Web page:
But when is a direct amend appropriate? Whenever it can be made without injuring another person, whether it is the person harmed or an innocent third party. In choosing not to make a direct amend, our only reason must be that it would result in harm to another person. As the AA book Twelve Steps and Twelve Traditions (known as the Twelve and Twelve) says, "The only exceptions we will make will be cases where our disclosure would cause actual harm." Bill Wilson writes, "We cannot buy our own peace of mind at the expense of others." On the other hand, we cannot avoid an amend just because it would result in pain, suffering, or any other negative consequence to ourselves alone. "For the readiness to take the full consequences of our past acts, and to take responsibility for the well-being of others at the same time, is the very spirit of Step Nine."
Some amends are straightforward. If we skipped out on our debts, we repay them. If we stole money, we repay that, too, even if we have to borrow the funds to do it. If we damaged a car, we repair it. If we ruined somebody's reputation by telling lies, we go to those whom we told the lies to and tell the truth even if it ruins our own reputation. It is better to build a new reputation than to drink or use again. If we caused anguish, then we ask ourselves how we can best make reparations for it. Whatever we did, we make reparations as long as it does not harm another person.
"There may be some wrongs we can never fully right," says the AA Big Book. "We don't worry about them if we can honestly say to ourselves that we would right them if we could." Even in these cases, however, we try to repair the damage, however indirect or incomplete the reparation may be. Some kind of action is required. Even if the person we harmed is dead, we can do something to make amends for the injury we caused. Some kind of amend is required even if we can't completely repair the damage.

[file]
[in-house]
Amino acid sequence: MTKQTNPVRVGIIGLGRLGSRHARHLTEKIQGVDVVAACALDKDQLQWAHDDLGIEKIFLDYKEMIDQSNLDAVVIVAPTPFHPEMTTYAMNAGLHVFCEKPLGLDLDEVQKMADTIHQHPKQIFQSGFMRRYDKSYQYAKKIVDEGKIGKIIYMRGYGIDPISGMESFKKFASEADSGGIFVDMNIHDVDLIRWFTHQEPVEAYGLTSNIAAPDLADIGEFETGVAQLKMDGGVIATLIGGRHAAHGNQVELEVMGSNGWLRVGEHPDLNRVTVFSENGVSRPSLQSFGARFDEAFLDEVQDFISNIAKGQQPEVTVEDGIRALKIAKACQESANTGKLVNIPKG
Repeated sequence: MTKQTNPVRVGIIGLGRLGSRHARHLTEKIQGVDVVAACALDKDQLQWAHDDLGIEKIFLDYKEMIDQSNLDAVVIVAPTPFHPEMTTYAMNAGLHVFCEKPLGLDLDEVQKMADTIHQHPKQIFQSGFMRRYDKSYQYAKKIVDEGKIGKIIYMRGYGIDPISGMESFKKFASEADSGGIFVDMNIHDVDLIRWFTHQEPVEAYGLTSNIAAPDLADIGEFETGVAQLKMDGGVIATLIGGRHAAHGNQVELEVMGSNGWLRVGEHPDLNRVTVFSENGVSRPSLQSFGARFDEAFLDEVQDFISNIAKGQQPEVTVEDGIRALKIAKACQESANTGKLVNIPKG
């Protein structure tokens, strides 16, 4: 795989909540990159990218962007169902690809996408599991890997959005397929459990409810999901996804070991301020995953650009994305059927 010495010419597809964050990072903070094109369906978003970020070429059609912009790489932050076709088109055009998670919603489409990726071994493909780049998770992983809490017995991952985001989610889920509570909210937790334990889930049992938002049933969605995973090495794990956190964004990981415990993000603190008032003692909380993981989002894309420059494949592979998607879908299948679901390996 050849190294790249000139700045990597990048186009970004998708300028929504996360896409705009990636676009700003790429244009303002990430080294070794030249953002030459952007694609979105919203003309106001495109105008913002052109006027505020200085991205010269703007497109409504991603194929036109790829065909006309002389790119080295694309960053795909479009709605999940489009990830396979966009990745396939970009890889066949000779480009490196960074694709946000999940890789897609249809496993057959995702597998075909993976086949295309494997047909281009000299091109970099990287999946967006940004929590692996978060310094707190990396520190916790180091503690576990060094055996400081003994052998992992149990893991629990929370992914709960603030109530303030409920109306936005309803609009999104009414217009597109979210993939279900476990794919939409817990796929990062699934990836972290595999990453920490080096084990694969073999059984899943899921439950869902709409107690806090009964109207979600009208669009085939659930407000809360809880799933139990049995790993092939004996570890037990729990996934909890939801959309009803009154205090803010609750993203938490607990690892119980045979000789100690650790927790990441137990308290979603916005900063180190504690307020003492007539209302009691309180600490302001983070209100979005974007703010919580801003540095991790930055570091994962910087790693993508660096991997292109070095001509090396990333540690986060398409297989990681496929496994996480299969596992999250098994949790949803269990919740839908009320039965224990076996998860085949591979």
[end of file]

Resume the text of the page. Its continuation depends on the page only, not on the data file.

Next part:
The determination of whether or not to make a direct amend is made in consultation with our sponsor. The AA Twelve and Twelve describes four potential classes of amends: "There will be those who ought to be dealt with just as soon as we become reasonably confident that we can maintain our sobriety. There will be those to whom we can make only partial restitution, lest complete disclosures do them or others more harm than good. There will be other cases where action ought to be deferred, and still others in which by the very nature of the situation we shall never be able to make direct personal contact at all."
The nature of each amend, including whether or not it should be direct, is determined through sponsee/sponsor consultation and prayer.
Our Side of the Street
In making amends, it is easy to want to blame the other person rather than face our own character defects. We can't blame others and live within the spirit of the Ninth Step. We are concerned only with our side of the street, not their side of the street. Regardless of what they have done, we hold ourselves accountable for our contribution to the problem. Otherwise, we cannot be free.
The AA Big Book describes how to make amends to someone we dislike or whom we would prefer to blame for our troubles. It states, "We go to him in a helpful and forgiving spirit, confessing our former ill feeling and expressing our regret. Under no circumstances do we criticize such a person or argue.... We are there to sweep off our side of the street, realizing that nothing worthwhile can be accomplished until we do so, never trying to tell him what he should do. His faults are not discussed. We stick to our own."
The purpose of working the Ninth Step is to right what we have done wrong. It makes no difference whether or not the injured party accepts our amend and our apology (although it's more pleasant when they do). It doesn't matter how they react insofar as this Step is concerned. Nor do they have to forgive us for us to be forgiven. Our forgiveness does not depend upon them. All we can do is the right thing. How they react to our effort is a matter between them and their Higher Power.
© 1996 by Hamilton B.
All rights reserved